The seasons are the links in the chain of being. The chain loops for eternity, and we rendezvous with life and death completely alone. The seasons are change, the same change responsible for the burial of our youth and the breathy whisper between the dying autumn leaves. Can you hear it? The voice whispers, “Drift along the plains and the rolling hills but for your final ride, you ride alone.” As the sun sets in the West, we’re reminded of our own mortality. What did we learn? What did we accomplish? How many times do we have to camp at the very same spot and not figure this out? Our journey doesn’t begin with the old Western saloons. The journey doesn’t begin with the gun battles nor with the nameless towns populated with forgetful faces. The journey starts somewhere in the wilderness, somewhere unknown between these towns. It starts when we ride alone in silence. When we camp and sit before the restless flames, worn out from years of traveling, zigzagging from place to place, can we gaze up at the moon and finally understand? The palpitating bustle that gave life to our cities raised our standard of living but in the end, it’s each of us cold and alone, wondering when the seasons extinguish our campfire one last time.
Biases are the debris in reality’s whirlwind. What we feel is true scatters about helpless in the air. It’s not real. It never was real. The real world never conformed to our feelings. We often feel absolutely certain that we are right. We feel justified. We faithfully commit to our own conclusions but then again, child rapists and serial killers also hold steadfast to their beliefs. Everyone usually justifies their actions. Any irrational person could twist the truth and warp the facts to suit a personal agenda. We could begin with a flimsy premise like, "Donald Trump is a sexist bigot," or "Ayn Rand was an evil fascist," and perceive reality with a lens that supports those assertions. When asked for objective evidence and solid reasoning to support our self-proclaimed facts, what do we really rely on? We offer more emotionally charged accusations. We may even scorn those who remain unconvinced of our anger induced biases. The fact remains that very few people are able to make bold or provocative claims and rationally defend them. We’re convinced that we behave and think rationally. We’re convinced that we can detect the obvious. We are wrong. We believe to be aware of the inner workings of our own minds and yet, we don’t see what is directly in front of us.
In an emergency, reason can’t save us. It fails us. Reason becomes useless when there’s a demand for an immediate response. It can waste the precious seconds that determine our fate, and it just might become the catalyst to our own destruction. Sometimes it’s in our best interest to become unreasonable. Sometimes brute force delivers the righteous. Certain conditions call for different courses of action, and the times of crisis require swift, deliberate action. Law enforcement knows this principle well. Our police force lacks sufficient time to weigh the options. They can’t calculate alternative courses of action, because to hesitate means to gamble. They would be gambling with their lives. They would be gambling with the lives of all within their vicinity. They can’t offer therapy or lend a sympathetic ear to a suspicious citizen who disobeys orders. Their commands are intended to diffuse a hostile situation, not to stroke the face of a miscreant. The state itself confronts similar situations. If the state forcefully suspends all activity in our cities, it does so out of an urgent need. After declaration of Marshal law, the state should not convince the public to stay in their homes but force them into their homes. There is no time for reason, no time for debate. Any stragglers will not only obstruct the nation in securing her cities but put more lives in danger. This is why war itself will never be obsolete. As a criminal threatens deadly force, will we engage in war or will we be foolish and attempt to reason with the irrational criminal?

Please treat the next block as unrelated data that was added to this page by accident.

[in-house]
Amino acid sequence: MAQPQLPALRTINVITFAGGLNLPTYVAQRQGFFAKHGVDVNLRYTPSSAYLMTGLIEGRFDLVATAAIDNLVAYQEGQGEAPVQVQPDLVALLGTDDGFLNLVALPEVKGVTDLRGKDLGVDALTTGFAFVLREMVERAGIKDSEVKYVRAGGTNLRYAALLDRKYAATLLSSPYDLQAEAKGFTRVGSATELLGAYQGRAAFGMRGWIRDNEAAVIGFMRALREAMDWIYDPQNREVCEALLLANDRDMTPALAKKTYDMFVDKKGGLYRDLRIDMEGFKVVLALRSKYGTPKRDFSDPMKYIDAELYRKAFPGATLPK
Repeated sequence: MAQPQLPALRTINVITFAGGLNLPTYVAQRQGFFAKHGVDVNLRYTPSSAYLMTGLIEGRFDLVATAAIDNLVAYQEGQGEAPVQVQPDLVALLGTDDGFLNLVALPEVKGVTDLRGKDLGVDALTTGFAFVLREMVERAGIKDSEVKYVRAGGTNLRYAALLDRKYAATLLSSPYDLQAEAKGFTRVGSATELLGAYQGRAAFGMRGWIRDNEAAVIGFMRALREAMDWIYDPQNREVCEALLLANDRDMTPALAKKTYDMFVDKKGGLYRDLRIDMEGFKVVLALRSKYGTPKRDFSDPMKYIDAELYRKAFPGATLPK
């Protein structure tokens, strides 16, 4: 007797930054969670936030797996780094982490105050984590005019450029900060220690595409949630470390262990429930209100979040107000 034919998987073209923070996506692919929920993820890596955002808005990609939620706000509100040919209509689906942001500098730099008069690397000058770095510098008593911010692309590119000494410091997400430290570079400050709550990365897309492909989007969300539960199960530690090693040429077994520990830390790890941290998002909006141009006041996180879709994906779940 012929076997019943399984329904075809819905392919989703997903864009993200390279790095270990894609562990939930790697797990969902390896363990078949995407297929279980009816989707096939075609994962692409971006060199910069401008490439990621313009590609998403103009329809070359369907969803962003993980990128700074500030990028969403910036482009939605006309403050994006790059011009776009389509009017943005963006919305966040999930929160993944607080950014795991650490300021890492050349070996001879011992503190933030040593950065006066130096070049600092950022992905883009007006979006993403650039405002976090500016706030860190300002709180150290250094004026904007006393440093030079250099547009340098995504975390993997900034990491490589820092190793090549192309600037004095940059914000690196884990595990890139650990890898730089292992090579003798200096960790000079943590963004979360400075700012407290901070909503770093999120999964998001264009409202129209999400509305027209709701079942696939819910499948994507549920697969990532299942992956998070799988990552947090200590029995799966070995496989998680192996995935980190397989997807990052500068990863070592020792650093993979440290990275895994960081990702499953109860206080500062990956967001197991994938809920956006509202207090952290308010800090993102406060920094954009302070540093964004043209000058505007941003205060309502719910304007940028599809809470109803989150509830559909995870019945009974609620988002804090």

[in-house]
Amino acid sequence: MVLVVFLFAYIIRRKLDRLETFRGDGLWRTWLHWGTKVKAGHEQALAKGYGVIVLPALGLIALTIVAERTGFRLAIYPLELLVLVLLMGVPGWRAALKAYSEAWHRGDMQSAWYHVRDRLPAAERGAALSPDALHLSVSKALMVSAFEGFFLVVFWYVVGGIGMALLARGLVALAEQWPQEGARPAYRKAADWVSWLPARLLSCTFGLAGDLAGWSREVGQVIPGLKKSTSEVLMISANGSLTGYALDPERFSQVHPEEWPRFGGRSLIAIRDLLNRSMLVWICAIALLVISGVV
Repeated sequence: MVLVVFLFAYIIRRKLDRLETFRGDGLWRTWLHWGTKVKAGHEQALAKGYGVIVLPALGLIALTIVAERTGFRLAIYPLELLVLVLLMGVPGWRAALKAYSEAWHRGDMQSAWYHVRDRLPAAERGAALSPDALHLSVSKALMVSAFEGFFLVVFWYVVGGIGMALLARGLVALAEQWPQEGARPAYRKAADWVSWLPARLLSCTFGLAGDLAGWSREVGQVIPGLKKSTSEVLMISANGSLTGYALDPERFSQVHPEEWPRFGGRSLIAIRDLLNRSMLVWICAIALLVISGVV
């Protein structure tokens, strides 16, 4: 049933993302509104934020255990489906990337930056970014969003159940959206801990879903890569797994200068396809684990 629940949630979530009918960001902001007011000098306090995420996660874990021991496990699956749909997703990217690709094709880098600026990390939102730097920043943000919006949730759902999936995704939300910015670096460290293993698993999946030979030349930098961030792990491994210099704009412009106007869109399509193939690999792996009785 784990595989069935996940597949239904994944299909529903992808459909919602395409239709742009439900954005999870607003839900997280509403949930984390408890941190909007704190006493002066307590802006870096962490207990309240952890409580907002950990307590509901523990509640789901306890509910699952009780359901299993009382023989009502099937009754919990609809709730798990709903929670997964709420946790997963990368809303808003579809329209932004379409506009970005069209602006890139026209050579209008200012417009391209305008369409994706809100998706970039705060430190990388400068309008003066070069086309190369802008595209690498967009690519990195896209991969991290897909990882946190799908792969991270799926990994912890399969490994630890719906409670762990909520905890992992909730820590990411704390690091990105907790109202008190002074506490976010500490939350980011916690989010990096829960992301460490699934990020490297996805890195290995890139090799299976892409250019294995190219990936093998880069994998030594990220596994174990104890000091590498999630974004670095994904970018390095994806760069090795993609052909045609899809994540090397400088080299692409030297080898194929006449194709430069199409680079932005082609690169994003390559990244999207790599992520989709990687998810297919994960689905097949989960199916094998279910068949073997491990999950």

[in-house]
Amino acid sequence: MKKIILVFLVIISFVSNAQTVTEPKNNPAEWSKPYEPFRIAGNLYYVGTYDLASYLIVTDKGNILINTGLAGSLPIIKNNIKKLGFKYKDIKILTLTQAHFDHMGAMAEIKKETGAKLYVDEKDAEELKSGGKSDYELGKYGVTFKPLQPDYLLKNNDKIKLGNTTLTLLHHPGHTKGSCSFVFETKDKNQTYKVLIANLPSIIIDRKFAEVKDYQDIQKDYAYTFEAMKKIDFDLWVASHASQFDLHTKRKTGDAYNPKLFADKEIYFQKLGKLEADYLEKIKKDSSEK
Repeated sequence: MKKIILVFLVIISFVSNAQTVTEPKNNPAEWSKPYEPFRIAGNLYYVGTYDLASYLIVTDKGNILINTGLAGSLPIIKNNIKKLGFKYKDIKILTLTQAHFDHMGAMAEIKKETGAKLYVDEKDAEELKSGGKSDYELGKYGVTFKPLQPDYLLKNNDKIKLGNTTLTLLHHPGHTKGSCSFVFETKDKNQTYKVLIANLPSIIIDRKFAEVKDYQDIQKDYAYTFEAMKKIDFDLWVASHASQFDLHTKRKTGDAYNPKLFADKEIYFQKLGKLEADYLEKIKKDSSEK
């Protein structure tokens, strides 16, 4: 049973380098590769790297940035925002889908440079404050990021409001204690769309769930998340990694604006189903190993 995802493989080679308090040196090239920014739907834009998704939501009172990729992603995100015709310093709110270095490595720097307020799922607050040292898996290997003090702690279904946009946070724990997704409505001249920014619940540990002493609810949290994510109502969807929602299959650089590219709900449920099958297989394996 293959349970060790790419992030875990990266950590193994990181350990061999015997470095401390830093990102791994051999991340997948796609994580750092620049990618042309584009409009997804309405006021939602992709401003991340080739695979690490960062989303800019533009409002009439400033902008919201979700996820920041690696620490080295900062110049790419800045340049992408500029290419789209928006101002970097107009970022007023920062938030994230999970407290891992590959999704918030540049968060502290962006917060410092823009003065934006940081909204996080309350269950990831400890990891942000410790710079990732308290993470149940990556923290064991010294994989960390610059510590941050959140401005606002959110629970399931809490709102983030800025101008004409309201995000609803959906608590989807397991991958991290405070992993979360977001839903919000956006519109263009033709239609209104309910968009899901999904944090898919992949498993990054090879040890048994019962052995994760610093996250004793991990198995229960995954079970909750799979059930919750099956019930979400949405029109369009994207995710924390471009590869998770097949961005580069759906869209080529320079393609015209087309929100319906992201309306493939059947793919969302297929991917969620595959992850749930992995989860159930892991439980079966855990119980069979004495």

We can’t ignore our incompetency any longer. We can’t compete with our own technology. The machine simply possesses more skill. With its databases, it dwarfs the body of knowledge contained within our heads. It can produce more in a year than the individual human could in an entire lifetime. The effect of this is that society has grown immensely complicated. We struggle to package it all, struggle to aggregate all the confusion into an understandable form but in the midst of all this confusion, one feature of modern society is clear. The individual takes the beating. The machine, including the institutions as part of its apparatus, gets the bailouts, and the imperfect, laboring individual gets very little. We might improve ourselves to stay relevant in this economy, but the machine already surpassed us in aptitude. We don’t possess the brain power to process as much data, and we can’t obtain first hand experience in all facets of life. We’re no more omnicompetent and omnipresent than animals.
We really have underestimated animals. We’ve vastly overestimated ourselves. The animal is thought to lack reason and intelligence, but many times it is us who can’t see what is plain and obvious. We can’t eat money. We can’t use objects as surrogate companions. Knowing this, we chase money and collect meaningless objects anyway. When is humanity perfectly reasonable? Do we not find ourselves in a dark place surrounded by liars, con artists, thieves, murderers, and rapists? If we really are superior to animals, we certainly don’t show it. In order to rise above our primal instincts, we must understand our limitations. To progress as a species, we must admit to building unmanageable superstructures. We’ve created parasitical corporations. We’ve created governments and other complex, oppressive bodies that disenfranchise and demoralize the individual. We’re rightfully concerned with these institutions, for they seldom bolster humanity and many times end up corrupting it.